If you have a move that, for whatever reason, is embedded in the fabric of your golfing DNA, it is probably best you do not beat your head against a wall trying to  change that move, however flawed it may seem. Rather, let’s see if we can find something that blends with that move that you CAN execute.

The golfer I was teaching suffered from fat shots and blocks due to an early release. He simply never learned “lag” or a later hit. So the bottom of the swing arc ended up behind the golf ball more often than not. This golfer has done this for some 20 years, so instead of trying to reinvent the wheel I took a different approach. I asked him to address the golf ball with more weight on his left side. Things got a little better. More weight on the left side, even better, and so on. In other words, we started his motion from a different place, one that was more functional for him.

To help this golfer create a more functional golf swing, I had to move his center of mass forward. It wasn’t optimal perhaps, but his real problem (fat shots) had to be addressed within his current skill set. “If I could just stop drop kicking every shot, I’d be happy,” he said. In other words, we worked out a compromise, a way he could hit the ball more cleanly and enjoy golf more.

As an instructor, that’s pretty much what I do every day. I’m always looking for a compatible motion that balances golf swing equations. “If that is a band aid, you better buy a whole box,” Jacobs would say.

I teach in a community of largely senior golfers. Senior but serious, I call them. They are looking for a way to put the club on the ball more often, which means a better impact position. There is no “in the long run” for seniors. I don’t say, “Let’s make a plan for later” because some are fearful of buying green bananas, let alone working hard on a long-term plan. There is also no “new” when your old move has been around most of your golfing life. Senior golfers, myself included, are on the back nine, much closer to the 18th green than the 1st tee. And most golfers are not going back and starting their round over… believe me. But this doesn’t mean they can’t play better. And they do. Every day.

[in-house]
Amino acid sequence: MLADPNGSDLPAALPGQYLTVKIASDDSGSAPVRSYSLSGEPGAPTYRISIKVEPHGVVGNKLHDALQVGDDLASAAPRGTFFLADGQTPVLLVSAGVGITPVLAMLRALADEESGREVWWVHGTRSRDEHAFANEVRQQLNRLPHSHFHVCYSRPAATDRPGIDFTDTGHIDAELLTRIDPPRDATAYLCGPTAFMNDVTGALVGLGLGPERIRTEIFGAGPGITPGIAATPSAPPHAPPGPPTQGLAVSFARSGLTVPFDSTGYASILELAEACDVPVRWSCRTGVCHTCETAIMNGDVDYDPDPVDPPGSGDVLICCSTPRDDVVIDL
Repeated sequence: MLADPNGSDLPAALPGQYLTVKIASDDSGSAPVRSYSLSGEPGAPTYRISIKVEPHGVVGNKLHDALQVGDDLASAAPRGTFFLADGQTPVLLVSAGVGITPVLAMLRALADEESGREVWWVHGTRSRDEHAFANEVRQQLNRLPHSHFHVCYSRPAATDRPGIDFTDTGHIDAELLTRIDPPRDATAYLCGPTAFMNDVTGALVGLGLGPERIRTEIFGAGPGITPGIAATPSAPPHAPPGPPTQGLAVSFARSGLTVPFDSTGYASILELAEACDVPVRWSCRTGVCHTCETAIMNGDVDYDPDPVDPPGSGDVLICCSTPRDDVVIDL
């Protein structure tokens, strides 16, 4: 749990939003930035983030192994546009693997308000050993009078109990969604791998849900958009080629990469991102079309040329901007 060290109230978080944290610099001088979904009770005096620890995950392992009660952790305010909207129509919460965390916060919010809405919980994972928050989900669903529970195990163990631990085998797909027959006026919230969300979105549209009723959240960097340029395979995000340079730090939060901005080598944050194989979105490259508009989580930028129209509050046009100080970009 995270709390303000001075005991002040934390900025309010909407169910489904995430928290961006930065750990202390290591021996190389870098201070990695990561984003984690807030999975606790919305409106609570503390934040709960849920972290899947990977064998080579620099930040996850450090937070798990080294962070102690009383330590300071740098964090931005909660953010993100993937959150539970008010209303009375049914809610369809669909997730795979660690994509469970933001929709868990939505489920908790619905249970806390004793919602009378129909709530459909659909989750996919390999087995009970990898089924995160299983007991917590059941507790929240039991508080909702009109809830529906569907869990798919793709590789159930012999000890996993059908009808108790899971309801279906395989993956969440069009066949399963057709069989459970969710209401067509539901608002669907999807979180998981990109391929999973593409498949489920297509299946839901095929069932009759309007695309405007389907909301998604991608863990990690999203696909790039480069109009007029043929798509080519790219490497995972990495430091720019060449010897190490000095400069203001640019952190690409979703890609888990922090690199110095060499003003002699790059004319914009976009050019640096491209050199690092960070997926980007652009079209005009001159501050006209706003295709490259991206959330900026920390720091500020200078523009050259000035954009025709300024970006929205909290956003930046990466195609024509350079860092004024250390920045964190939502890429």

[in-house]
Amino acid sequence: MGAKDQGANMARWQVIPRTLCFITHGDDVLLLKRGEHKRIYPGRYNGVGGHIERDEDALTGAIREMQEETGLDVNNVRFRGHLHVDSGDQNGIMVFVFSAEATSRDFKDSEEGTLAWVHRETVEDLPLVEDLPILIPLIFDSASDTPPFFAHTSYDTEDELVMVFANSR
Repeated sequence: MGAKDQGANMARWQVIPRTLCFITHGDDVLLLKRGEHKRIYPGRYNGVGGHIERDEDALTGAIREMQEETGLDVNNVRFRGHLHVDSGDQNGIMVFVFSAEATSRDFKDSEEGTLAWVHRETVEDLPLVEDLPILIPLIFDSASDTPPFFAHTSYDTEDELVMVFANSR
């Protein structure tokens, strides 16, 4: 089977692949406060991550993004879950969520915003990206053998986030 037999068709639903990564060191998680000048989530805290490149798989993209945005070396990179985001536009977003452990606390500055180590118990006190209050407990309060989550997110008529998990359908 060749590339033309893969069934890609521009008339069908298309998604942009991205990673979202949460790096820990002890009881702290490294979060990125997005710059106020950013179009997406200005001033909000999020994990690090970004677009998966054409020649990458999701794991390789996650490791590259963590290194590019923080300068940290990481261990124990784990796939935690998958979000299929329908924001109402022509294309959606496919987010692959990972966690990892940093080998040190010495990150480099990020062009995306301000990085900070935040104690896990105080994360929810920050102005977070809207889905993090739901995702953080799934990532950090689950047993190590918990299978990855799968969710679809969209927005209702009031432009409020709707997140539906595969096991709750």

This lesson likely applies to you even if you are younger and more physically capable. Some things just don’t change, and perhaps the learning psychologists or biomechanists can better tell you why. That’s why I encourage all serious golfers to work with an instructor to identify what moves in their swing simply will not change. Then they should learn to work around them, not try to fix them. That’s the way to better golf.

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Instruction

A Jedi Mind Trick For Improved Target Awareness

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I think all golfers, at some point in their life playing the game of golf, has gotten stuck, or become frozen over the golf ball. Why?  They’re trying to remember which of the 23 different swing thoughts they used for the day performed the best.

The disheartening reality: none of us are going to perform well on a consistent basis with our thoughts being so internally driven. Swing thoughts force our awareness inward. Is the shaft in the correct position? Am I making a proper pressure shift? Was that a reverse pivot? Close that club face! Regardless of the technique you are trying to manage or modify, these kinds of questions make you acquire sensations internally.

To complicate things further, we are taught to look at the golf ball, not the target, while hitting our golf shot. And yet instinctively, in almost all other skills of making a ball or object finish towards a target (throwing a ball or frisbee, kicking a soccer ball, skipping a rock across water, shooting a basket ball) our awareness is not on the ball or the motion itself, but rather the ultimate target.

So, can we develop a skill that allows us to still keep our eye on the ball, like the game of golf encourages, but have awareness of our target, like so many other target sports demand?  Yes, the answer is (third rate Yoda Speak), and the skill can easily be yours.